Workers Lend Your Strength to the RED Triangle

As part of the ongoing exhibit of posters in Special Collections for Veterans Day, the students who created the exhibits also created entries for this blog. We will be posting these over the rest of the month of November.

Workers.  Lend Your Strength....

1992.004.5.10 Workers Lend Your Strength to the RED Triangle. Help the “Y” Help the Fighters Fight.

During World War I, posters were used to garner support for a wide range of causes. They relied on emotional appeal to engage those on the home front as active participants in the war effort. Workers Lend Your Strength to the RED Triangle: Help the “Y” Help the Fighters Fight was produced in 1918 by Gil Spear for the YMCA as part of the United War Work Campaign. The United War Work Campaign was a group of seven separate organizations that were tasked with fundraising for the war effort.
Distributed on the home front, this poster aimed to remind Americans that they and their labor were crucial to America’s success in World War I. The underlying message of the poster is one that emphasizes the importance of all Americans working toward a successful war effort. Spear conveys this message by showing the central figure moving a block emblazoned with the Red Triangle logo of the YMCA. Though the poster depicted but one worker moving one block, the viewer would have been left with the impression that many workers each doing their small part could have made a difference in the war. The poster also conveyed its message by encouraging the audience, the American public, to visually compare the three figures in the poster. The central figure is depicted as a laborer in traditional civilian clothes; behind him is a man in a uniform with a YMCA Red Triangle patch on his sleeve; below and beside these two men is the silhouette of a soldier in combat gear. By placing all three men in the poster Spear is suggesting to the audience that though they may have different uniforms they are all crucial to the war effort. By encouraging members of the audience to visualize their role in the war, this poster was successful in conveying its message of the importance of all citizens doing their part.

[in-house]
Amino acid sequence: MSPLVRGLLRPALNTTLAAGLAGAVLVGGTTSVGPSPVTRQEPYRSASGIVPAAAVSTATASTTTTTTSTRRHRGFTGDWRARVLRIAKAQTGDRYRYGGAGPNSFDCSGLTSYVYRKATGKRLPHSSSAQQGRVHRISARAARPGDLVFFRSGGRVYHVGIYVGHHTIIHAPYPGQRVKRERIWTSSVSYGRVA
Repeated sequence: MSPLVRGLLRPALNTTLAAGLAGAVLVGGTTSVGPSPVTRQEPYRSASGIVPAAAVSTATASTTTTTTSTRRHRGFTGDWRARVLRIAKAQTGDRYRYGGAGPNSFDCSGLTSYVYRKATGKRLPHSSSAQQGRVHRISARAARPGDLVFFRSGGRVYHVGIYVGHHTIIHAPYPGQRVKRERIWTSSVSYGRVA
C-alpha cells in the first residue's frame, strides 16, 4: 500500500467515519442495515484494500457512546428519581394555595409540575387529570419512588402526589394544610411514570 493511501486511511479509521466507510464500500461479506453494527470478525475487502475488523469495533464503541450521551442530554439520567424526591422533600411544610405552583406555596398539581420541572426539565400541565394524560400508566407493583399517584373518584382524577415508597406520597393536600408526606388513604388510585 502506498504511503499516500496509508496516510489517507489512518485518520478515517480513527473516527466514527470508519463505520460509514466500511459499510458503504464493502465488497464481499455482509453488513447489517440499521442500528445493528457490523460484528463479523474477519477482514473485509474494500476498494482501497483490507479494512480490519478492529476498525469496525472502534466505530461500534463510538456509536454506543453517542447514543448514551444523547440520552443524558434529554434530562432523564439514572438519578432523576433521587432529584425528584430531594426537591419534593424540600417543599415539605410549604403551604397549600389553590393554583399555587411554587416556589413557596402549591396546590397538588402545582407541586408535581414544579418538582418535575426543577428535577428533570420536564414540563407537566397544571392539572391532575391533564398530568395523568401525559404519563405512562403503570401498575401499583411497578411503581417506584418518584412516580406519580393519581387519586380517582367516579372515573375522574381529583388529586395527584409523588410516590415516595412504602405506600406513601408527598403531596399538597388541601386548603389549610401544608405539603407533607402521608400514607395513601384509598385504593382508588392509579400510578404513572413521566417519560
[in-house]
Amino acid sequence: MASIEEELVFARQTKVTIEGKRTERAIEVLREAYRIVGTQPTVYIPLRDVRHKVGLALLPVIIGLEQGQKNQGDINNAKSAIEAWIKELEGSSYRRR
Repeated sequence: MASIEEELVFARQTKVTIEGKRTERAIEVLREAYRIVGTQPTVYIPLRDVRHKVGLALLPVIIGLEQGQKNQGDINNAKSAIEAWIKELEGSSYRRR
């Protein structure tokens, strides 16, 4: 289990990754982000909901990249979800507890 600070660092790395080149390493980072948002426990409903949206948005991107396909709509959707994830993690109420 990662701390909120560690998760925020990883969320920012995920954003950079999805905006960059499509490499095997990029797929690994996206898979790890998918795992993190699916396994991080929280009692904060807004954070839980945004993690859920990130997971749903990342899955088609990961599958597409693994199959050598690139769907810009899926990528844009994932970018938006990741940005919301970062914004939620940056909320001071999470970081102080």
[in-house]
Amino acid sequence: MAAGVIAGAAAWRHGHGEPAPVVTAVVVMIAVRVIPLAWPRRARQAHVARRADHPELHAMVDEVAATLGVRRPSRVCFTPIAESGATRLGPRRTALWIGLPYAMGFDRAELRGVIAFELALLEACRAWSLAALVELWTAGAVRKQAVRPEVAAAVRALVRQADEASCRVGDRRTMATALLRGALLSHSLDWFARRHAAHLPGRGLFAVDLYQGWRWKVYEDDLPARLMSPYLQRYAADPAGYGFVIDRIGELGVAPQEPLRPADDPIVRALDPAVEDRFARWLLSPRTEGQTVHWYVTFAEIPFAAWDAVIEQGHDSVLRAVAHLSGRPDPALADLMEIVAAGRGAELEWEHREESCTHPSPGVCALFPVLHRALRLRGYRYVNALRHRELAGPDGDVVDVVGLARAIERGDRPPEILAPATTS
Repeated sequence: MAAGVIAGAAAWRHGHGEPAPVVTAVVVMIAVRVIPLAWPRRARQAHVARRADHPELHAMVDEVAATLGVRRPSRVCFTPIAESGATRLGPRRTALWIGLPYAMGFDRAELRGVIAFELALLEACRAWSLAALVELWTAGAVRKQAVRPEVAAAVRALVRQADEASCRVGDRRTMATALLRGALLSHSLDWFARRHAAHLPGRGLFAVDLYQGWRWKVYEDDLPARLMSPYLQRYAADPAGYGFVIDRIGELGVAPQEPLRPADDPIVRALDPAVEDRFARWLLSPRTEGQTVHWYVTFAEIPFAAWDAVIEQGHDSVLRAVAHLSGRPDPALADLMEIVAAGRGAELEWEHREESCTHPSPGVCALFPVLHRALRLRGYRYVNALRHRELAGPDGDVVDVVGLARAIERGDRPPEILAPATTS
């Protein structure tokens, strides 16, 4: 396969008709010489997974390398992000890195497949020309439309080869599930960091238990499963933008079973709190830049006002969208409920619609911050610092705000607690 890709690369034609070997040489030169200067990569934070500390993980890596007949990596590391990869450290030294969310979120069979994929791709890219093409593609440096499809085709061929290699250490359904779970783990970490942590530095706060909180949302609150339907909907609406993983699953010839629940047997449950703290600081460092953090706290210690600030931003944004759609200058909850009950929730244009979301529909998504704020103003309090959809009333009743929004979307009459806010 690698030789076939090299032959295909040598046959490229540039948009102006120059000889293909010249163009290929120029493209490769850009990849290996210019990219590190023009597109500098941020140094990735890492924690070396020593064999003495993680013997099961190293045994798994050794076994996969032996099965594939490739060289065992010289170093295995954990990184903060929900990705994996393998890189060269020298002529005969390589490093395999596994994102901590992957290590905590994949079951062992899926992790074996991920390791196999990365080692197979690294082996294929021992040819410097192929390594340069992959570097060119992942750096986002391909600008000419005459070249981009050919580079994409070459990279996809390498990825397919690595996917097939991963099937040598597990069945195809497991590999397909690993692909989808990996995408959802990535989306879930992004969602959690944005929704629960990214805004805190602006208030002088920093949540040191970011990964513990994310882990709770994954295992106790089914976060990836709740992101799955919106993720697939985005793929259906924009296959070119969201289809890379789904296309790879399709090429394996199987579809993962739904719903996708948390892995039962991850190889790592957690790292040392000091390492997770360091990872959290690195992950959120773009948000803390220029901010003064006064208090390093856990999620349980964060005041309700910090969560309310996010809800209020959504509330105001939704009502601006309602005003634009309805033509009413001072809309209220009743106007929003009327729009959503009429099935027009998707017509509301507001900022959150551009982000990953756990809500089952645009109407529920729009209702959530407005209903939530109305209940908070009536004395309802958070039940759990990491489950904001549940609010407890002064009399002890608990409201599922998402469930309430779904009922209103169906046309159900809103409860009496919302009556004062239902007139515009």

There are several World War I posters that are comparable with the Spear piece in Special Collections. The YWCA produced both Back our Girls Over There by Clarence F. Underwood and For Every Fighter a Woman Worker by Adolph Treidler. These works are thematically similar to the Spear poster in that they depict Americans in uniform doing their part. However, they do differ by making a direct appeal to women rather than men. A poster that better combines the importance of both genders is Strong in the strength of the Lord we who fight in the people’s cause will never stop until that cause is won by David Stone. It depicts upraised arms that belong to a male, a female, and a soldier with each arm holding a different tool. The implication being that all tools can be used as weapons and all Americans can participate in the war effort. This work also strikes a more religious and defiant tone than those produced by the Y.M./Y.W.C.A.


Primary Sources:

Spear, Gil. Workers Lend Your Strength to the RED Triangle: Help the “Y” Help the Fighters Fight.
University of Tulsa: Special Collections, 1918.

Stone, David. Strong in the Strength of the Lord We Who Fight in the People’s Cause Will Never Stop
Until That Cause is Won. University of Tulsa Special Collections, between 1910-1920.

Treidler, Adolph. For Every Fighter A Woman Worker. University of Tulsa: Special Collections,

Underwood, Clarence F. Back Our Girls Over There. University of Tulsa: Special Collections,

Library of Congress. “Posters: World War I Posters.”
(accessed October 11, 2012).

Secondary Sources:

Aulich, James. War Posters: Weapons of Mass Communication. London: Thames & Hudson, 2011.

Colorado College: Tutt Library. “World War I Poster Collection.”
(accessed October 11, 2012).

Franklin and Marshal College Library. “F&M: World War I Poster Collection.” Booklet. (accessed October 11, 2012).

Paret, Peter, Beth Irwin Lewis, Paul Paret. Persuasive Images. Princeton: Princeton University Press,

Pearl, James. Picture This: World War I posters and Visual Culture. Lincoln: University of Nebraska
Press, 2009.

Rawls, Walton. Wake Up, America! : World War I and the American Poster. New York: Abbeville Press,

University of North Carolina. “Documenting the American South.” North Carolinians and the Great
War. (accessed October 11, 2012).

University of Washington: University Libraries. “War Poster Collection.” (accessed October 11, 2012).

Guest post by Arley Ward


This entry was posted in Uncategorized. Bookmark the permalink.

Leave a Reply

Your email address will not be published. Required fields are marked *